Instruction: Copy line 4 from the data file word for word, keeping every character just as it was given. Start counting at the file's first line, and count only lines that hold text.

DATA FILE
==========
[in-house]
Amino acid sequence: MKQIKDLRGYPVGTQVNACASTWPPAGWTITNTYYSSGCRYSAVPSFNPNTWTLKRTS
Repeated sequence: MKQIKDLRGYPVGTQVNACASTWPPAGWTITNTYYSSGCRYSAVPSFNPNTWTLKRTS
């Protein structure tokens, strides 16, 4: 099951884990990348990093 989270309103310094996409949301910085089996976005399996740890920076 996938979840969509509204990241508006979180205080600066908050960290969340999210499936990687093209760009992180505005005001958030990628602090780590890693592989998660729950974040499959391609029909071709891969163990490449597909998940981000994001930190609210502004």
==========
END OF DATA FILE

């Protein structure tokens, strides 16, 4: 099951884990990348990093 989270309103310094996409949301910085089996976005399996740890920076 996938979840969509509204990241508006979180205080600066908050960290969340999210499936990687093209760009992180505005005001958030990628602090780590890693592989998660729950974040499959391609029909071709891969163990490449597909998940981000994001930190609210502004």